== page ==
War Thunder Review

Gaijin Entertainment’s War Thunder is an engaging flight and ground combat title with plenty of planes and tanks to unlock as well as well-thought-out mechanics that don’t get in the way.

War Thunder’s vehicle view surpasses WOT significantly. It displays inside the tank as well as where various parts may be found on various models.


War Thunder is an unparalleled free-to-play, cross-platform MMO military game dedicated to aviation, armoured vehicles and naval craft of World War II and the Cold War. Here you will find over 2,500 highly detailed aircraft, helicopters, tanks and warships created meticulously from historical documents and surviving sources.

Battles in this game take place across large maps with up to 32 players on one server, pitting thousands of fans from all around the world against each other and rendering vehicle models so realistic they look like something out of a Hollywood blockbuster set during WWII. They can become huge affairs that draw people from around the globe for massive spectacles. Battles take place with loud music playing over loud speakers that sound rousing choral odes and martial melodies from speakers as loud as possible and render vehicle models that make them look as real life battles would take place.

Golden Eagles can be purchased with real money, while Silver Lions earned in battle can be used as in-game currencies. Golden Eagles can be used to purchase new vehicles and upgrades while Silver Lions can be used to improve existing ones. Without crews your vehicle would soon become useless; getting one for each of the vehicles you own should be your top priority; all crews can also be trained using in-game currency to further maximize effectiveness.

Keep in mind that the game uses a damage model which quantifies enemy vehicle destruction and recognizes those responsible for most of it; however, game rules prohibit damaging teammates in any form (including detaching wings/tail sections, disorienting them or damaging their engines).


War Thunder allows players to engage in air, ground and naval battles on various maps – historical as well as fictional locations – usually covering an area of approximately 65 km x 65 km; though smaller or larger maps may also exist.

This map, set in Berlin, Germany takes its inspiration from the 1945 Battle for the Reichstag. One can find shelter along a river to the north and hills to the east and west; additionally an imposing Reichstag building serves as the focal point for this map.

Karelia was initially announced on 13 November 2013 and later made available as part of the initial ground forces Closed Beta Test on 4 December 2013.

Jungle draws its inspiration from the 1942 Guadalcanal campaign; this board game centers around a small alliance divided by shallow waters. There are forests on either side of this alliance as well as a temple complex in the centre. Rocky hills provide excellent places for close range combat in particular in the west of the map.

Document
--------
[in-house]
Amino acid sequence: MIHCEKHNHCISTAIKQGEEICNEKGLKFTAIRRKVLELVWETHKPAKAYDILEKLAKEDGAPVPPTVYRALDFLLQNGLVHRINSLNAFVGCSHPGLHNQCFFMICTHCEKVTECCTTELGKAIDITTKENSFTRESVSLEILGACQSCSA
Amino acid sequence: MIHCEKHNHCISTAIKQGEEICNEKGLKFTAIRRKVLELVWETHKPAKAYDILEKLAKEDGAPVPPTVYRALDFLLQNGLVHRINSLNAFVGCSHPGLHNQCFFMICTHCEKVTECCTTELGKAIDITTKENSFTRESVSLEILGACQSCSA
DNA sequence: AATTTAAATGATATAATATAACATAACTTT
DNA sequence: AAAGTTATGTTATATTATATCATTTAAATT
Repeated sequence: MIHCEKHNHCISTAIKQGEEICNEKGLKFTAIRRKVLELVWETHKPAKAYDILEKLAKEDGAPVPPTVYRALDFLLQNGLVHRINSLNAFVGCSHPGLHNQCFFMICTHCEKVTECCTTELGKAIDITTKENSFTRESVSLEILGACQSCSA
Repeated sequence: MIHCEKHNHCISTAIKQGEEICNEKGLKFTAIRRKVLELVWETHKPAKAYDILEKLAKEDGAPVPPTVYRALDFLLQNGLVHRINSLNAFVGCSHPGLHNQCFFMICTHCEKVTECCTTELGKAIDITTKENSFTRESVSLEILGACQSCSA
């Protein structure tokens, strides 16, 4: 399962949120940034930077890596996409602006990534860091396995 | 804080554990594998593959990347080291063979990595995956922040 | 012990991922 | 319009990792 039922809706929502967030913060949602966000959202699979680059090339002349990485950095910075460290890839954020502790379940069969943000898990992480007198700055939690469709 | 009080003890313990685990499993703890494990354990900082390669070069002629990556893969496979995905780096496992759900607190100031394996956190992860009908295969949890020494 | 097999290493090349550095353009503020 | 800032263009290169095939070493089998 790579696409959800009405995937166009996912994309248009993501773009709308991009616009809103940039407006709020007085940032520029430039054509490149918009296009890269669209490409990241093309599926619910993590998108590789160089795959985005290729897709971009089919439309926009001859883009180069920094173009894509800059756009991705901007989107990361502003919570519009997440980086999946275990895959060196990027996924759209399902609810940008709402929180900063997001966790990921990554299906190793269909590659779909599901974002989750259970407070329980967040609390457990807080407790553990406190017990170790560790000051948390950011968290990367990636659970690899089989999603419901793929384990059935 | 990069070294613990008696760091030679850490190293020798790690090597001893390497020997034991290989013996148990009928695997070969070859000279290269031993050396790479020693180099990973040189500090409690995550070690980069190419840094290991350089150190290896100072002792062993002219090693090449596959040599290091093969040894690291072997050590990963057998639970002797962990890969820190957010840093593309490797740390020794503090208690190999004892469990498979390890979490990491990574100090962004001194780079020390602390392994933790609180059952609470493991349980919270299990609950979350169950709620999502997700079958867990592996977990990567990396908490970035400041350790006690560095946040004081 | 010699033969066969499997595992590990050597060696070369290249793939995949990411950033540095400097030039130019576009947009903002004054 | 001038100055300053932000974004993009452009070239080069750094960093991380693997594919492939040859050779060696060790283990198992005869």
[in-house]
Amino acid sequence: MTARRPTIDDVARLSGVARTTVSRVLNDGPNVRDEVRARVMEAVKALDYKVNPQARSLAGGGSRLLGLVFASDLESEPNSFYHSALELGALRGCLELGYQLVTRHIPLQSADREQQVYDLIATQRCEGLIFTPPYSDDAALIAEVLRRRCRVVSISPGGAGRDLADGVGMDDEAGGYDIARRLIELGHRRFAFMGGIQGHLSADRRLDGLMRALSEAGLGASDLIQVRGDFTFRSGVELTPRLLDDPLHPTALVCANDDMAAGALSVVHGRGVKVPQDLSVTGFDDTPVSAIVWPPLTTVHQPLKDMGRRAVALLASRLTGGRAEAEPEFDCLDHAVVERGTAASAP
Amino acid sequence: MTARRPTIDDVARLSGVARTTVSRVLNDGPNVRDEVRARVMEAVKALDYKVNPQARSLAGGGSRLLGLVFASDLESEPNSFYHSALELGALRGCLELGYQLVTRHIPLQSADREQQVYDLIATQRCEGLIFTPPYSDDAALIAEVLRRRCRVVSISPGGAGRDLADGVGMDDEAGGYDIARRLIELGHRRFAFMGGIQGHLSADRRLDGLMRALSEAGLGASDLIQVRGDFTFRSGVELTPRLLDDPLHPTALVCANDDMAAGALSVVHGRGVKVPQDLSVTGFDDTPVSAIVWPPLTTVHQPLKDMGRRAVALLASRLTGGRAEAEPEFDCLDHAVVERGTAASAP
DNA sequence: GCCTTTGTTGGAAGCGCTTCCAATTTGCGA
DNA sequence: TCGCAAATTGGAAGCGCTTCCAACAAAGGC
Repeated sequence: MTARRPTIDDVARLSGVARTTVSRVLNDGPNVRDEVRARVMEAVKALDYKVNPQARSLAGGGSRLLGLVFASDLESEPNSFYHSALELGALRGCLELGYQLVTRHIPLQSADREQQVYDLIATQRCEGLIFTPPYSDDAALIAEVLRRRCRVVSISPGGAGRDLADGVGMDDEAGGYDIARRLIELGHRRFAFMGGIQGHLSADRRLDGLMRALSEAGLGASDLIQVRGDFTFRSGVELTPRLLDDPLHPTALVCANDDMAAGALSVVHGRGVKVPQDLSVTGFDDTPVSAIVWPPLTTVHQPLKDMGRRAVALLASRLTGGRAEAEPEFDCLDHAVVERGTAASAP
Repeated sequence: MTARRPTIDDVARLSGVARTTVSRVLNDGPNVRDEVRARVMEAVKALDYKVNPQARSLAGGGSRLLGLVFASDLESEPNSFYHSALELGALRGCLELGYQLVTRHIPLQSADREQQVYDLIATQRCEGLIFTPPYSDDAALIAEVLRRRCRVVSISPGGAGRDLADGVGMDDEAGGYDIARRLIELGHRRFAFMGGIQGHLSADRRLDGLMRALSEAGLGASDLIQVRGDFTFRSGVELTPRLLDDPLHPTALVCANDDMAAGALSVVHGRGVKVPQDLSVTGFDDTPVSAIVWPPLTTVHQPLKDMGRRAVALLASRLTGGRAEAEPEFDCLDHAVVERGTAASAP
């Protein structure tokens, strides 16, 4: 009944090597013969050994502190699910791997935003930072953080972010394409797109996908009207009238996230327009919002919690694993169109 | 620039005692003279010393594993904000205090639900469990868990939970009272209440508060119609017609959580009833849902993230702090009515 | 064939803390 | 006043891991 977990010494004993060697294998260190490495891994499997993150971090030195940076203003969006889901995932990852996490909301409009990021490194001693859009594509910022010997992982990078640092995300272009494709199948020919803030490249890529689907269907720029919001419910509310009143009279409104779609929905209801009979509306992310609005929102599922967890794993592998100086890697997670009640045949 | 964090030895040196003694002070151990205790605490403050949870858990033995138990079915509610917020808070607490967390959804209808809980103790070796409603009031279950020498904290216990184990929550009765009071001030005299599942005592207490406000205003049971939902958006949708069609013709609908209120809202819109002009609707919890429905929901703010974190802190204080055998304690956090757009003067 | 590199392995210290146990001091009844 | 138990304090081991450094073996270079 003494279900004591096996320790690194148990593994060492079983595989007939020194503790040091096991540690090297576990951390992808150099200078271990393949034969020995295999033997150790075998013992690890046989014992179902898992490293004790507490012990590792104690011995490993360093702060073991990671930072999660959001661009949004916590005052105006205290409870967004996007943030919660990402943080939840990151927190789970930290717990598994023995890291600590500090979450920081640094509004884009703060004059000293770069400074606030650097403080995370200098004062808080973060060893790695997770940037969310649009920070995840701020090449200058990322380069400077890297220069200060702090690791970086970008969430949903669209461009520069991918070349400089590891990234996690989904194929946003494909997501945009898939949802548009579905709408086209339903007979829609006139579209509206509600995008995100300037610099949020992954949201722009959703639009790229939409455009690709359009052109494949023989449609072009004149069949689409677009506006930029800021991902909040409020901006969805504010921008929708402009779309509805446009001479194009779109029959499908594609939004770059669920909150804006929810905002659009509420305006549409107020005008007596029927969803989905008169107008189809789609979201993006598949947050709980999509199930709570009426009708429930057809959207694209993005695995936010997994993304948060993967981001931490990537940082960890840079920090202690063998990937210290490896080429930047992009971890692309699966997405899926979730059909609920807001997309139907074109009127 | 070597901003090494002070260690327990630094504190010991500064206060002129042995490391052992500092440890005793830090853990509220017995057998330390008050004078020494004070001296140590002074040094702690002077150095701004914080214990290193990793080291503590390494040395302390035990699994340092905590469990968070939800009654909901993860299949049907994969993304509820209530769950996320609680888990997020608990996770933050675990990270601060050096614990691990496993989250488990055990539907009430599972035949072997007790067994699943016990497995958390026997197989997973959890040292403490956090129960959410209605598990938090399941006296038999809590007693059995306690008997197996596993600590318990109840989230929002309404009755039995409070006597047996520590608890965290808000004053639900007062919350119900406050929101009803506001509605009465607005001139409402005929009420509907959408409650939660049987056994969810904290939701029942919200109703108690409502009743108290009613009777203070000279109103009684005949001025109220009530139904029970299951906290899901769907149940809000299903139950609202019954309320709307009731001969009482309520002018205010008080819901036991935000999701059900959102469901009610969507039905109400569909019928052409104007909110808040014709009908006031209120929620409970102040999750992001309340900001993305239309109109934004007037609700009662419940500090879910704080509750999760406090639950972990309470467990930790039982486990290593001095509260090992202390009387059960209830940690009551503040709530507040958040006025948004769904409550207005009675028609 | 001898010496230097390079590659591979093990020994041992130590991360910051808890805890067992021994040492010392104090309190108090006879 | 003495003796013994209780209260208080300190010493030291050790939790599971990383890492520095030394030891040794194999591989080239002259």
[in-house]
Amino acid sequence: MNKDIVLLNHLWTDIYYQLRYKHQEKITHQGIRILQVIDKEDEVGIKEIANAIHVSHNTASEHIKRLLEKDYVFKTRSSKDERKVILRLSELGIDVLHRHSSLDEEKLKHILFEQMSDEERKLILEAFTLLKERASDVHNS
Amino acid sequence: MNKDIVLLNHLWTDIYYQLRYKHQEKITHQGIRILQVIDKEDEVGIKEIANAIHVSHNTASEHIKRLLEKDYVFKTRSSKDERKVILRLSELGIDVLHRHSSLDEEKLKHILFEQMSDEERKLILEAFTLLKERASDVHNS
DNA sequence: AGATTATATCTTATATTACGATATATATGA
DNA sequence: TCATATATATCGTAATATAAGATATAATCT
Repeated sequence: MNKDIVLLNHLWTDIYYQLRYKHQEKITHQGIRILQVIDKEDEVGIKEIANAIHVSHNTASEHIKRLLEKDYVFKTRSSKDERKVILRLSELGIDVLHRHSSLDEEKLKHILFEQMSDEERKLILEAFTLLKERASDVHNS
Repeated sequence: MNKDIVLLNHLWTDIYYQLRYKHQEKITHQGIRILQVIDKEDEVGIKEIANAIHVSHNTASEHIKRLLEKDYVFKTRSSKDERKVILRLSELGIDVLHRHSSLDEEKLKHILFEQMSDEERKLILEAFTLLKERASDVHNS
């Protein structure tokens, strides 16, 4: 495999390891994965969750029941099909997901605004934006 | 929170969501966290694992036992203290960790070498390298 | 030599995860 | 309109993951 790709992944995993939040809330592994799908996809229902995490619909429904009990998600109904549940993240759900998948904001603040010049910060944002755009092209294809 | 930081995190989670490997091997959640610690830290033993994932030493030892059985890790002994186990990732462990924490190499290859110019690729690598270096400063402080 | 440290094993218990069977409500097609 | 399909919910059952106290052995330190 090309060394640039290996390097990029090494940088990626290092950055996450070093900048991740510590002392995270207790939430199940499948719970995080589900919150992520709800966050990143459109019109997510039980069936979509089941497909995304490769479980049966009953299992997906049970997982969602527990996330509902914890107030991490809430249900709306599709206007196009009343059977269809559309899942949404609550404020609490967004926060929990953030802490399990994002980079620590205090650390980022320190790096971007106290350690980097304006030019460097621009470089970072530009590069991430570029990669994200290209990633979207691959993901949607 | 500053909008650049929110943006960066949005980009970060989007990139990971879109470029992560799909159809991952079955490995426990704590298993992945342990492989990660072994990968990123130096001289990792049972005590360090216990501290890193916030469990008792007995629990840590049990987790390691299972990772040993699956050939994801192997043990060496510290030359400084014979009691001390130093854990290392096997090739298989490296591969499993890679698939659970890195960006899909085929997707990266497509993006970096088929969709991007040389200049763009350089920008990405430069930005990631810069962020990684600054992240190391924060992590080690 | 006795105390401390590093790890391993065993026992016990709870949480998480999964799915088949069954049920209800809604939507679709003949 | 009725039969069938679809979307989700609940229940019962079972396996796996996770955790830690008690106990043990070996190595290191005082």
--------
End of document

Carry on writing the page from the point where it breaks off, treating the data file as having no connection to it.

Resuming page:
The northern region of this map comprises of an airfield cut by longways. Factory buildings offer ample cover while the ruined railway station in the middle offers additional shelter. Meanwhile, to the south one will find an icy lake that allows concealed passage.


War Thunder offers an impressive variety of vehicles. There are dozens of ground vehicles, from light tanks to heavys and armored cars and trucks, as well as several tiers of aircraft including biplanes and monoplanes as well as fighters, bombers and some escorts. Additionally, multiple nations are represented, with Germany receiving premium vehicles up to Tiers 4.3 (Dicker Max and Jagdtiger) and Tier 7.0 (Jagdtiger II Panther II Arado Bomber Maus).

The physics and handling of each vehicle in this game is generally impressive, though some do present minor issues. For instance, the new Soviet TD KV-85 tank might be slightly overpowered but still great fun to drive; and there are numerous great moments in which players are able to achieve multikills from either air, land, or sea!

Unfortunately, these moments of transcendent playability are undermined by the game’s monetization scheme, which heavily relies on microtransactions and costly in-game purchases. Coupled with its focus on microtransactions and expensive in-game purchases – not to mention lack of focus on improving gameplay areas such as CAS/SPAA – it creates an experience more like an unrepentant cash grab than an immersive military simulation; not helping matters either is that developers don’t hesitate to ban hundreds of accounts every month for cheating…


War Thunder is an international community of passionate players who enjoy military vehicles, planes and battleships. Realism plays an essential part of the game’s appeal, with players sometimes going to extreme lengths to prove their points in internet debates and forum threads – even going as far as to leak restricted documents on War Thunder forums in order to win arguments and support their claims!

The latest controversy began when a user posted the F-117A Nighthawk flight manual onto forums, detailing engine specifications and other technical details. Many players now suspect Gaijin, as well as forum moderators, of trying to limit criticism on these boards by publishing leaked documents like these.

War Thunder’s millions of players are an extremely passionate group, as demonstrated by this incident. Over the last year or so as Gaijin made changes that weren’t popular with players; economic imbalances, over monetization and crippling grinds being the final straws; many are opting out or review bombing in an attempt to get Gaijin’s attention and bring about real change.

Post navigation